An advocacy group in Sweden has called for national guidelines on issuing breast implants to transgender women, claiming they can save countless lives.
The Swedish Federation for Lesbian, Gay, Bisexual and Transgender Rights (RFSL) has petitioned the country’s National Board of Health and Welfare, citing a strong correlation between an “alarmingly high suicide rate” and transgender people who are denied surgery.
“Breast implants for transgender women are, in many cases, a very important measure for them to function with their new identity and allow them to fit in as women in everyday life,” RFSL wrote. “Plastic surgery for transsexual patients, to a large extent, saves lives,” it added.
The organisation pointed out that the suicide rate among patients denied the procedure is 30 to 40 percent, compare with 1.6 percent in the general population. It also claims that there are inconsistencies in how the issue is handled in different parts of the country, citing Södra Älvsborgs hospital in Alingsås, western Sweden, which recently denied a transgender woman’s application for the surgery.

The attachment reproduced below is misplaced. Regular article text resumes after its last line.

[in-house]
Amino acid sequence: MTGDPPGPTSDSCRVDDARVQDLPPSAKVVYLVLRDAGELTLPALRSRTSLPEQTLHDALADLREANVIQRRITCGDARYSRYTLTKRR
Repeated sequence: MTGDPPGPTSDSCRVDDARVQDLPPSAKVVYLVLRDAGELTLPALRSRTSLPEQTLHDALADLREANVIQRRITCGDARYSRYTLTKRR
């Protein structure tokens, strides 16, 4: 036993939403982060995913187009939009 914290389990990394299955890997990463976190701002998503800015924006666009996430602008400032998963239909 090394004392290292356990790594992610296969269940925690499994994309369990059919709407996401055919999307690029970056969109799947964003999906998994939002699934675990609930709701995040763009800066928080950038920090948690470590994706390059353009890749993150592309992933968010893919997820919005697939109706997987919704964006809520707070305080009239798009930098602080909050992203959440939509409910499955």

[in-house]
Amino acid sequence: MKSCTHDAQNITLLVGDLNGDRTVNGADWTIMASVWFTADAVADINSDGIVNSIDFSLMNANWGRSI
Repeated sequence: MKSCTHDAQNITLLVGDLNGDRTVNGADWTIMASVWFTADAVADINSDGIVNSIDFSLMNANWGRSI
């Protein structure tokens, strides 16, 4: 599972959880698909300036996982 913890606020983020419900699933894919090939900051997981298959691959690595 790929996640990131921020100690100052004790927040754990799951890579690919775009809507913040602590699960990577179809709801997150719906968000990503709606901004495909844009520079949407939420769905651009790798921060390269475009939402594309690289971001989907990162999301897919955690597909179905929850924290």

“It’s not acceptable that a small and vulnerable group of transgender people such as this transsexual group is given different rights to care depending on where in the country they live,” RFSL wrote. The organisation is calling for national guidelines, emphasising “an individual’s value and right to decide over their identity”.
“RFSL demands that care for transgender people be given under the same conditions regardless of where one lives in Sweden,” the group wrote, according to a report by The Local.